“It’s good that the Ugandan army is trying to control its soldiers during disarmament operations, but abuses are still taking place,” said Evenson. “If these abuses continue to go unacknowledged and unpunished, future abuses are inevitable.”

The Ugandan government will host the biennial Commonwealth Heads of Government Meeting in Kampala on November 23-25, 2007.

“As host of the Commonwealth summit, Uganda should demonstrate its commitment to the Commonwealth values of human rights and the rule of law by ensuring its soldiers respect human rights during operations in Karamoja,” said Evenson.

Eyewitness testimony from the report

This man was detained in a military facility for two weeks and beaten severely while interrogated about the whereabouts of guns:

“The soldiers asked, ‘Why are you here?’ We said, ‘We don’t know why we are here.’ Then they said, ‘You are here because we want the gun.’ … If you say, ‘I don’t know about the gun,’ the soldiers get the stick and begin beating you …. They say, ‘Get the gun! Get the gun!’”

This man was also detained in a military facility. He was detained in a well:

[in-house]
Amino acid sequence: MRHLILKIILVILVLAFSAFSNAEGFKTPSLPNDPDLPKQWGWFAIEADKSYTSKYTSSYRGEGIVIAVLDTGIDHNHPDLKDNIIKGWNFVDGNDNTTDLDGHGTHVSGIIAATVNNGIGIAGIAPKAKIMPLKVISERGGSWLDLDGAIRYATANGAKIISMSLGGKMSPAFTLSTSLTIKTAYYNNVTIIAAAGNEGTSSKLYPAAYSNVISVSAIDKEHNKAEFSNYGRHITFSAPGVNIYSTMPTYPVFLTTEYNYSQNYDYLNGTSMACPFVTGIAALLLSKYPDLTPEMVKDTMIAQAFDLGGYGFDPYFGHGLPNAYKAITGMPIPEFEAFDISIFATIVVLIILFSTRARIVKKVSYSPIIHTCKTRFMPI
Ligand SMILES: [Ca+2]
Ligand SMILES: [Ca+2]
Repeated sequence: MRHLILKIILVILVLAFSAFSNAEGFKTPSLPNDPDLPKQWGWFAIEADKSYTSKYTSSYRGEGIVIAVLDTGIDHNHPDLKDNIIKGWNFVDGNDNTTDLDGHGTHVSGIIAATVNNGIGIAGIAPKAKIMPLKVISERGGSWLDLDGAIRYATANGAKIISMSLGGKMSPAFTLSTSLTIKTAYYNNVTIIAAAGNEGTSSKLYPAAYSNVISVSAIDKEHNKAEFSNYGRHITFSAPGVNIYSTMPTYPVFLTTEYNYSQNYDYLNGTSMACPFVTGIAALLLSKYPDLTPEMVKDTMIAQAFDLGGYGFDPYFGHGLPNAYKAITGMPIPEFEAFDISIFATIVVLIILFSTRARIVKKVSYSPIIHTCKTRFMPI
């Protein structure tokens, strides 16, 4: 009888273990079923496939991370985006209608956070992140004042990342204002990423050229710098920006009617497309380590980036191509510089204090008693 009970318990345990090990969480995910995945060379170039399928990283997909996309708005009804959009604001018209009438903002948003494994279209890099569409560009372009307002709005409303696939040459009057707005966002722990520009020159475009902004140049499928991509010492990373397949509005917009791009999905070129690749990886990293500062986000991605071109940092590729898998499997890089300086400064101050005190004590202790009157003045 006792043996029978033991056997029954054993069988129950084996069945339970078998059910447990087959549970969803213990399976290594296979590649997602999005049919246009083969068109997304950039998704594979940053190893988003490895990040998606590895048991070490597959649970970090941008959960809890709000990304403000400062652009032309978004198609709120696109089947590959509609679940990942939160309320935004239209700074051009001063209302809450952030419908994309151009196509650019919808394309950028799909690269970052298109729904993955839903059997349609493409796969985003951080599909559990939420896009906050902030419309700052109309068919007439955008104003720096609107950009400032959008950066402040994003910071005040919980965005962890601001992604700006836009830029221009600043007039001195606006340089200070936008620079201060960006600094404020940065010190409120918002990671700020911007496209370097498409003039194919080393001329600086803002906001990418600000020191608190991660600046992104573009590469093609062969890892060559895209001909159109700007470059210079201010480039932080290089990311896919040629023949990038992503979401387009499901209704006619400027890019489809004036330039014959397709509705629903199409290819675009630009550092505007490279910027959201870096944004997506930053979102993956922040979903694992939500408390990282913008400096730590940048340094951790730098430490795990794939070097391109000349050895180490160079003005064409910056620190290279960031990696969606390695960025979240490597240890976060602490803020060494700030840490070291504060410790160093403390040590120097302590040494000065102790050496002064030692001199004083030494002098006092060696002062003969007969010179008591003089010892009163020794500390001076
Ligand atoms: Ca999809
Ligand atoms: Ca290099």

“I was thirsty. [The soldiers] would not give me anything to drink. … We were naked in there even in the damp of the night. We were kept in the well from morning to morning.”

These two children were shot as they fled a cordon and search operation in their village:

“We came out of the village with our parents. I was following my mother and father, and I got shot. My mother was shot in front of me and fell down. Then I was shot. … One bullet went through [my] fingers.”

“I heard the army vehicles and just ran out. I was trying to run, but I saw that the soldiers were already there surrounding the [homestead]. I didn’t even know I was shot until I lay down and saw the blood.”

This elderly man was lame and unable to leave his house when soldiers entered to conduct a cordon and search operation and beat him:

“When I remained, the soldiers came inside the village. There was one soldier who pointed his gun at me and wanted to shoot me, but the commander stopped him. Another group [of soldiers] came and said, ‘Why are you here?’ I said, ‘I am lame.’ These two soldiers started beating me. The soldiers knocked me with the barrel of the gun on the head. Then they got out a bayonet and started stabbing me. They stabbed me three times with the bayonet on the head. I was also beaten with a stick on the leg. Just young men were beating me. The [commander] had already said that I didn’t have a gun. I was even kicked in the mouth. I started bleeding. I’m still having pus from my nose.”

This woman explained to Human Rights Watch her frustration with the methods used by soldiers during cordon and search operations:

“If the soldiers wanted to come and search, that would be OK if it was done in a gentle way and the commander came inside [the manyatta, a traditional homestead]. But now the commander stays outside and it is only the young boys who come in. Then they deny to the commanders that [misconduct] has taken place.”